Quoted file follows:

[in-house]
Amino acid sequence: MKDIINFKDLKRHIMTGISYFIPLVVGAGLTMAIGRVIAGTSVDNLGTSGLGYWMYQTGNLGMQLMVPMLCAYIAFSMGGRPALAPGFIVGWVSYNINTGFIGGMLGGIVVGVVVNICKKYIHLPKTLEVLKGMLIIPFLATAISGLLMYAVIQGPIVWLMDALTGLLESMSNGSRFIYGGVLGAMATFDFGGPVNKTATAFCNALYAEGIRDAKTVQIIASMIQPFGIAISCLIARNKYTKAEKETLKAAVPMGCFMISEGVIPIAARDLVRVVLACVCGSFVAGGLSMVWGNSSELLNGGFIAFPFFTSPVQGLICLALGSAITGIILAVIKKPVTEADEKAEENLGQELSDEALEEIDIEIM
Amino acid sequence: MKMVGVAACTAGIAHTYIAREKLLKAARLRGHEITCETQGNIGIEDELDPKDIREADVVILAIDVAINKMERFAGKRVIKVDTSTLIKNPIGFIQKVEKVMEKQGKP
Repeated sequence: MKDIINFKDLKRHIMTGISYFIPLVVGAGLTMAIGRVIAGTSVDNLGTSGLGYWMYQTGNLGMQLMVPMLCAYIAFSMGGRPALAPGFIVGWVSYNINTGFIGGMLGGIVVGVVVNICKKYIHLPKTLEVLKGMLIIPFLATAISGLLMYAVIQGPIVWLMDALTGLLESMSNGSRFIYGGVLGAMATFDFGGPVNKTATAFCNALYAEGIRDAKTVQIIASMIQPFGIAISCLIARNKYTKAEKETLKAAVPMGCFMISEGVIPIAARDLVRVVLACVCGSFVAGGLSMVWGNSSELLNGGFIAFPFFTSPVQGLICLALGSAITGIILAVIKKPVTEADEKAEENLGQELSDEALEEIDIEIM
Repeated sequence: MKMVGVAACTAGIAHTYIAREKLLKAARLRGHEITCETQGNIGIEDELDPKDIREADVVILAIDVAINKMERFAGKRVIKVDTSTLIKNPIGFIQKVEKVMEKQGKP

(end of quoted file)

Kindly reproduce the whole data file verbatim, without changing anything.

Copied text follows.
[in-house]
Amino acid sequence: MKDIINFKDLKRHIMTGISYFIPLVVGAGLTMAIGRVIAGTSVDNLGTSGLGYWMYQTGNLGMQLMVPMLCAYIAFSMGGRPALAPGFIVGWVSYNINTGFIGGMLGGIVVGVVVNICKKYIHLPKTLEVLKGMLIIPFLATAISGLLMYAVIQGPIVWLMDALTGLLESMSNGSRFIYGGVLGAMATFDFGGPVNKTATAFCNALYAEGIRDAKTVQIIASMIQPFGIAISCLIARNKYTKAEKETLKAAVPMGCFMISEGVIPIAARDLVRVVLACVCGSFVAGGLSMVWGNSSELLNGGFIAFPFFTSPVQGLICLALGSAITGIILAVIKKPVTEADEKAEENLGQELSDEALEEIDIEIM
Amino acid sequence: MKMVGVAACTAGIAHTYIAREKLLKAARLRGHEITCETQGNIGIEDELDPKDIREADVVILAIDVAINKMERFAGKRVIKVDTSTLIKNPIGFIQKVEKVMEKQGKP
Repeated sequence: MKDIINFKDLKRHIMTGISYFIPLVVGAGLTMAIGRVIAGTSVDNLGTSGLGYWMYQTGNLGMQLMVPMLCAYIAFSMGGRPALAPGFIVGWVSYNINTGFIGGMLGGIVVGVVVNICKKYIHLPKTLEVLKGMLIIPFLATAISGLLMYAVIQGPIVWLMDALTGLLESMSNGSRFIYGGVLGAMATFDFGGPVNKTATAFCNALYAEGIRDAKTVQIIASMIQPFGIAISCLIARNKYTKAEKETLKAAVPMGCFMISEGVIPIAARDLVRVVLACVCGSFVAGGLSMVWGNSSELLNGGFIAFPFFTSPVQGLICLALGSAITGIILAVIKKPVTEADEKAEENLGQELSDEALEEIDIEIM
Repeated sequence: MKMVGVAACTAGIAHTYIAREKLLKAARLRGHEITCETQGNIGIEDELDPKDIREADVVILAIDVAINKMERFAGKRVIKVDTSTLIKNPIGFIQKVEKVMEKQGKP